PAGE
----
Pope Francis

Dialogika Resources

Warning against resurgent antisemitism

Pope Francis warned against resurging antisemitism during his Angelus meditation in Santakos Park in Kaunas, Lithuania. Later that day he stopped to pray near the ghetto in Vilnius to pay tribute to the Lithuanian victims of the Shoah during which approximately 95 percent of Lithuania’s Jews perished. Germany invaded Lithuania in 1941 and mass killings of Jews by the Nazis commenced, with the involvement of local persons as well. Survivors were then forced into ghettos. More than 57,000 people entered the Vilnius ghetto, but only 2,000 survived. Among non-Jews who risked their lives to save Jews from death, 893 Lithuanians are named as Righteous Among the Nations at Yah Vashem. The visit by Pope Francis coincides with the 75th anniversary of the liquidation of the Vilnius ghetto in 1943. From the 15th century until World War II, Lithuania was home to a large Jewish community which was a vibrant centre of Yiddish language, literature and culture. Vilnius was often called the "Jerusalem of the North." The Angelus text below is from the Vatican website. This introductory information is adapted from the Lithuanian Bishops' Conference.

Dear Brothers and Sisters,

Today’s first reading, from the Book of Wisdom speaks of the persecution of the righteous, those whose “mere presence” annoys the ungodly. The ungodly are described as those who oppress the poor, who have no compassion for the widow and show no respect to the elderly (cf. 2:17-20). The ungodly claim to believe that “power is the norm of justice”. They dominate the weak, use their power to impose a way of thinking, an ideology, a prevailing mindset. They use violence or repression to subject those who simply by their honest, straightforward, hardworking and companionable everyday life show that a different kind of world, a different kind of society, is possible. The ungodly are not content with doing anything they like, giving into their every whim; they do not want others, by doing good, to show them up for who they are. In the ungodly, evil is always trying to destroy good.

Seventy-five years ago, this nation witnessed the final destruction of the Vilnius Ghetto; this was the climax of the killing of thousands of Jews that had started two years earlier. As we read in the Book of Wisdom, the Jewish people suffered insults and cruel punishments. Let us think back on those times, and ask the Lord to give us the gift of discernment to detect in time any recrudescence of that pernicious attitude, any whiff of it that can taint the heart of generations that did not experience those times and can sometimes be taken in by such siren songs.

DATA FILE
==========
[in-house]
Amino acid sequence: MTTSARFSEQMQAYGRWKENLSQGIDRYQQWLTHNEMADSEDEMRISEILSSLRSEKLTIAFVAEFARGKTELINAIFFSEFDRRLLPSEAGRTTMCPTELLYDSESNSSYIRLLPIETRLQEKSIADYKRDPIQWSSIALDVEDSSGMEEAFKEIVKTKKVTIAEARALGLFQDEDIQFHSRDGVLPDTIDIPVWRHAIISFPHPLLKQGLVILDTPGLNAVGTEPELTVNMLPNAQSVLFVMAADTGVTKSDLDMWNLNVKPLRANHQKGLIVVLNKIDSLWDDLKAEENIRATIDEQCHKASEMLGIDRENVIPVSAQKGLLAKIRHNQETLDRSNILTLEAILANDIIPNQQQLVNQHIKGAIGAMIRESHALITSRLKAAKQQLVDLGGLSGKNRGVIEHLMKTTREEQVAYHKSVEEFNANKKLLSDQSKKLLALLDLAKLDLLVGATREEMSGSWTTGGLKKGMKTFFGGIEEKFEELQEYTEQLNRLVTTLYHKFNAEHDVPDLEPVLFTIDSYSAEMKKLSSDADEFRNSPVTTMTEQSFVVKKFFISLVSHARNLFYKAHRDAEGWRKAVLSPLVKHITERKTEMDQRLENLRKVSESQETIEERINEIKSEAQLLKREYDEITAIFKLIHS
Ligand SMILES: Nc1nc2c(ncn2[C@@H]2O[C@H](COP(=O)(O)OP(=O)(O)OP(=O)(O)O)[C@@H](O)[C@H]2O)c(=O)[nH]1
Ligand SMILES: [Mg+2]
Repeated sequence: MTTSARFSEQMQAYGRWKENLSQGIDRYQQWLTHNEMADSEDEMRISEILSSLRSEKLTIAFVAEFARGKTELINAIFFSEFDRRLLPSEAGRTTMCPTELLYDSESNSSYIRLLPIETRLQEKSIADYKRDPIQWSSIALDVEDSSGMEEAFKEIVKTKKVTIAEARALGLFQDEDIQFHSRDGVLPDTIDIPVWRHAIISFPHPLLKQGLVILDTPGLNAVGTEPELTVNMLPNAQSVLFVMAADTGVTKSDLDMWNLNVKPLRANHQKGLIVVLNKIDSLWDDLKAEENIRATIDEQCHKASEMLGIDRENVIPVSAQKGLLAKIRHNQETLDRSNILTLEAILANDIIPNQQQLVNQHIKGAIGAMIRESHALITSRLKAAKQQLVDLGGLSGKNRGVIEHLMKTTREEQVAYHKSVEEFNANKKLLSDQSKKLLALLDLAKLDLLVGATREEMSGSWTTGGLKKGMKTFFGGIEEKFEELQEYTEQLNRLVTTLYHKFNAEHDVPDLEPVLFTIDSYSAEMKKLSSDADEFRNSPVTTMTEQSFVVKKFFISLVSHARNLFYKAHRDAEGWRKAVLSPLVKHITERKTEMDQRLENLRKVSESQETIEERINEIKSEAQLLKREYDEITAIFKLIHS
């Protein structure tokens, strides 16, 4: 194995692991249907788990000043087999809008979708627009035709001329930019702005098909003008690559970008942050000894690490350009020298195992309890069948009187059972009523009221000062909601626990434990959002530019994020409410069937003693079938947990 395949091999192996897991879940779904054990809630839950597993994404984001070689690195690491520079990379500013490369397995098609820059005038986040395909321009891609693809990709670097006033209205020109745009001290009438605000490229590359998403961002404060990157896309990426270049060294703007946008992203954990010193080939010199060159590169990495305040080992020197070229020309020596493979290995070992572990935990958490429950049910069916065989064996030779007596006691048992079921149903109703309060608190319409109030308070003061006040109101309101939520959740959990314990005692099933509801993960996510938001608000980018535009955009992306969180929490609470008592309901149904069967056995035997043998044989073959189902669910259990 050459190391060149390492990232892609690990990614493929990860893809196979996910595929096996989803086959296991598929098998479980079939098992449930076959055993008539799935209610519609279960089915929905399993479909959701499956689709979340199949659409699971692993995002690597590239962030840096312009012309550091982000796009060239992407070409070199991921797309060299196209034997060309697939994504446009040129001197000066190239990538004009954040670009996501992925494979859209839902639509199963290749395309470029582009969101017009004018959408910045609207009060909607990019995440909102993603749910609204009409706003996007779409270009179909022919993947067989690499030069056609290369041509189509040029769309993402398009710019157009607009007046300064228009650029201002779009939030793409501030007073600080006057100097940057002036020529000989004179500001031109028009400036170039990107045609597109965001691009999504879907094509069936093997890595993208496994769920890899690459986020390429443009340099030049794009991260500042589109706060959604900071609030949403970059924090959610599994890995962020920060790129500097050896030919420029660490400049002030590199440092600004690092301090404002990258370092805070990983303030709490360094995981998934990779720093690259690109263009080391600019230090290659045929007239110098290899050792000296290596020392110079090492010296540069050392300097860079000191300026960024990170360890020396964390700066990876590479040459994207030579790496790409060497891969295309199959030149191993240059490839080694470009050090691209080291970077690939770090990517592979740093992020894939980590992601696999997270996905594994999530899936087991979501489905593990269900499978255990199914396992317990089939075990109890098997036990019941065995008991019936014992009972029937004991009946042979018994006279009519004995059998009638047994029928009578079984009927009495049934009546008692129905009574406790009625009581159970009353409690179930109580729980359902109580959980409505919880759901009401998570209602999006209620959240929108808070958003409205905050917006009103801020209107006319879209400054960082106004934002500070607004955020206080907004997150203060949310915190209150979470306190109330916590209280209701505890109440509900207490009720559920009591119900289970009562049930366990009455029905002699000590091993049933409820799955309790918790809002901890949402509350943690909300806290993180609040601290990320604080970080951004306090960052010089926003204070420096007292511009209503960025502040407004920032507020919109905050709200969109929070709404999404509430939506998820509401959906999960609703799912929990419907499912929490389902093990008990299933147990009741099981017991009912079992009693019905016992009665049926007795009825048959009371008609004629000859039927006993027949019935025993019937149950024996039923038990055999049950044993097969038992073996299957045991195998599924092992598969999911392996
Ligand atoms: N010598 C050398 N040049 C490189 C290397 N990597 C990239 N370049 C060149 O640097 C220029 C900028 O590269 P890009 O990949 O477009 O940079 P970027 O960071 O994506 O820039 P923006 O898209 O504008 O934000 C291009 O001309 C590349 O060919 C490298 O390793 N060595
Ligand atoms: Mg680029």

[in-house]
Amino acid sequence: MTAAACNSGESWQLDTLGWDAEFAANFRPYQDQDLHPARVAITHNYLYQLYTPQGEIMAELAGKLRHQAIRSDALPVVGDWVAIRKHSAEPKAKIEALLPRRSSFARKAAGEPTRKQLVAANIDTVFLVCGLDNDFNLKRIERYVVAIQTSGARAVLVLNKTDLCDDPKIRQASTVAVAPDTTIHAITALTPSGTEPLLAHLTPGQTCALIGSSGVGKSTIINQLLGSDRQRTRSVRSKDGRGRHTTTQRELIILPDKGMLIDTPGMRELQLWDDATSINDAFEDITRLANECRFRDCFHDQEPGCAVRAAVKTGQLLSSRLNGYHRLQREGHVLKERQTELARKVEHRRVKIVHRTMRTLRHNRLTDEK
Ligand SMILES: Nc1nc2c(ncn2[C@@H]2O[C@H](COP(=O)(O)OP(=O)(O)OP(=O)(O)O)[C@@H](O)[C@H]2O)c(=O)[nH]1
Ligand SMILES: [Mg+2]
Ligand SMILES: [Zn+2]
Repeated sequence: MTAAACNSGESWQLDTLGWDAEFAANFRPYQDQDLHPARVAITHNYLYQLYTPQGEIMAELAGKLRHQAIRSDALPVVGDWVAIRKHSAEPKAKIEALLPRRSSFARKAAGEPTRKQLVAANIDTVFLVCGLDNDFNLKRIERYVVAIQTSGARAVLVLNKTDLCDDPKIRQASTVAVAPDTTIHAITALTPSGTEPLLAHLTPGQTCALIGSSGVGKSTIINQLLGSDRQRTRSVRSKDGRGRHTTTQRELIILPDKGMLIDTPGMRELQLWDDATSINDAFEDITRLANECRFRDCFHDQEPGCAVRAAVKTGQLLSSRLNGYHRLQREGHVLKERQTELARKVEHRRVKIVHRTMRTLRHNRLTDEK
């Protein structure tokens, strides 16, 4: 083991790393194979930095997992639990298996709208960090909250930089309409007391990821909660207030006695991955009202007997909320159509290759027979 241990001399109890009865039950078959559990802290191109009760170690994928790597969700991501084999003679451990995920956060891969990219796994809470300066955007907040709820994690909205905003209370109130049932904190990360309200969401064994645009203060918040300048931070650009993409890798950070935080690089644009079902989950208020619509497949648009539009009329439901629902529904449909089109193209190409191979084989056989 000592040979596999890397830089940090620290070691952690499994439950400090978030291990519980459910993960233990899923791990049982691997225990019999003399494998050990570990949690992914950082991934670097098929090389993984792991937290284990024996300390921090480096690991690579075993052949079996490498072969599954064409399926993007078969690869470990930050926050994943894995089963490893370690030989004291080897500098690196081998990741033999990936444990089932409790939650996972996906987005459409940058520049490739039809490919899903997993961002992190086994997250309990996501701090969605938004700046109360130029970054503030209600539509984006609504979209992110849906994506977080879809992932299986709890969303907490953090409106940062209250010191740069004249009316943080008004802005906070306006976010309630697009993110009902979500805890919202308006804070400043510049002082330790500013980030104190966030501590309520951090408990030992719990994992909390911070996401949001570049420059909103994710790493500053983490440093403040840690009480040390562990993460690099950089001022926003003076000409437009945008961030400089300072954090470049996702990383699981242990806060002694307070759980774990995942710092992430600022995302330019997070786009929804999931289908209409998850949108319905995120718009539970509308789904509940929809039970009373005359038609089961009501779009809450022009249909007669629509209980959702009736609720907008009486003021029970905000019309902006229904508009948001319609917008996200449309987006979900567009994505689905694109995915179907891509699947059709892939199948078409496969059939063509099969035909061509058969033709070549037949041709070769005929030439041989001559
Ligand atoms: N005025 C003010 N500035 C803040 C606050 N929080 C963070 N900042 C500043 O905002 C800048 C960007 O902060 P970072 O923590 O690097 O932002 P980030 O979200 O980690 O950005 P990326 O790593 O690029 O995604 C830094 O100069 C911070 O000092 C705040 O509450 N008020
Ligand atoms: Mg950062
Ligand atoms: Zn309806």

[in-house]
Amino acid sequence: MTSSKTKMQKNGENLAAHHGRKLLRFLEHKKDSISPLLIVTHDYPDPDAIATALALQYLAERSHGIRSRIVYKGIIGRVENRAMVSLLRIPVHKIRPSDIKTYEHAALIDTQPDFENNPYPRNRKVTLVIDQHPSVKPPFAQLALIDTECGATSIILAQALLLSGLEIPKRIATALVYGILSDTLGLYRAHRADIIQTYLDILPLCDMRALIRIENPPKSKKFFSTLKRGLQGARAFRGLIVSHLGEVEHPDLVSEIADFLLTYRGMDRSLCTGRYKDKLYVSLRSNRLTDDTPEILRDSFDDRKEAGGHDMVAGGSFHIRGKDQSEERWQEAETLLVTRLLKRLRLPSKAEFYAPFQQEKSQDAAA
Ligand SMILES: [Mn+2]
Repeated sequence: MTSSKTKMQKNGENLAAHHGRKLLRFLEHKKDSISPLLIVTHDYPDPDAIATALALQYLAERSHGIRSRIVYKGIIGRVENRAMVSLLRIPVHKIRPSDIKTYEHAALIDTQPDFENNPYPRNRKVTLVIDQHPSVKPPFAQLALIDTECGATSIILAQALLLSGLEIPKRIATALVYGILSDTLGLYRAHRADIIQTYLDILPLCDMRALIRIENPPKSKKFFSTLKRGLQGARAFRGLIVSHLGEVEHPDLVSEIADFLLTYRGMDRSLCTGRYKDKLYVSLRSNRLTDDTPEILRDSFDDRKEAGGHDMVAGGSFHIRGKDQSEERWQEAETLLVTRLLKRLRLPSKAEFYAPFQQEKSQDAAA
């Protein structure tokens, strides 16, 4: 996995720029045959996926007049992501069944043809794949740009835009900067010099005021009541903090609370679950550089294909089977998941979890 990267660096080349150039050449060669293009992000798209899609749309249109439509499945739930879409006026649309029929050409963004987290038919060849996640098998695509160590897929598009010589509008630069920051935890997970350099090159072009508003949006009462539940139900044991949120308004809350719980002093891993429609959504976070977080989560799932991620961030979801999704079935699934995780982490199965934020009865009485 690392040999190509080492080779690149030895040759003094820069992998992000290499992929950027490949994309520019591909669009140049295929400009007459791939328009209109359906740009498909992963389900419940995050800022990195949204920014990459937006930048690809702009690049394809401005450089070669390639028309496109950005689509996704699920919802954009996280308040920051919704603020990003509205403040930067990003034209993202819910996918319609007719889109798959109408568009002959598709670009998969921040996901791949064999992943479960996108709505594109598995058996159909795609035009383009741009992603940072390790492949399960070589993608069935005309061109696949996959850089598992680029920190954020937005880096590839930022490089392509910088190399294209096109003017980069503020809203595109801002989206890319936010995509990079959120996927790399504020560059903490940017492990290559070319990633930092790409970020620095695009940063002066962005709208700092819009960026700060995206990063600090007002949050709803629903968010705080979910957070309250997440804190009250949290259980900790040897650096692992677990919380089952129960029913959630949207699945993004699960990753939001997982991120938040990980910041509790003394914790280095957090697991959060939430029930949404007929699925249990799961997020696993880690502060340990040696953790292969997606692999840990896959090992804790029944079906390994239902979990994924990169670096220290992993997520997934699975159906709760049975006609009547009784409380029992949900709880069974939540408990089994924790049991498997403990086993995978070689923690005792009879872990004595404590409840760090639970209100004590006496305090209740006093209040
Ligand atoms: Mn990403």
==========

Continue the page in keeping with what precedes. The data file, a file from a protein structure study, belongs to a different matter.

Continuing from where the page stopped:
Jesus in the Gospel tells us of a temptation of which we have to be very careful: the desire for primacy and domination over others, which can dwell in every human heart. How often has it happened that one people considers itself superior, with greater acquired rights, with more privileges needing to be preserved or gained. What is the antidote that Jesus proposes when this impulse appears in our heart or in the heart of any society or country? To be the last of all and the servant of all; to go to the place where no one else wants to go, where no one travels, the furthest peripheries; to serve and come to know the lowly and the rejected.

If power had to do with this, if we could allow the Gospel of Jesus Christ to reach the depths of our lives, then the “globalization of solidarity” would be a reality. “In our world, especially in some countries, different forms of war and conflict are re-emerging, yet we Christians remain steadfast in our intention to respect others, to heal wounds, to build bridges, to strengthen relationships and to “bear one another’s burdens” (Gal 6:2)” (Evangelii Gaudium, 67).

Here in Lithuania, you have a hill of crosses, where thousands of people, over the centuries, have planted the sign of the cross. I ask you, as we now pray the Angelus, to beg Mary to help us all to plant our own cross, the cross of our service and commitment to the needs of others, on that hill where the poor dwell, where care and concern are needed for the outcast and for minorities. In this way, we can keep far from our lives and our cultures the possibility of destroying one another, of marginalizing, of continuing to discard whatever we find troublesome or uncomfortable.

Jesus puts a little child in our midst, at the same distance from each of us, so that all of us can feel challenged to respond. As we remember the “yes” spoken by Mary, let us ask her to make our “yes” as generous and fruitful as hers.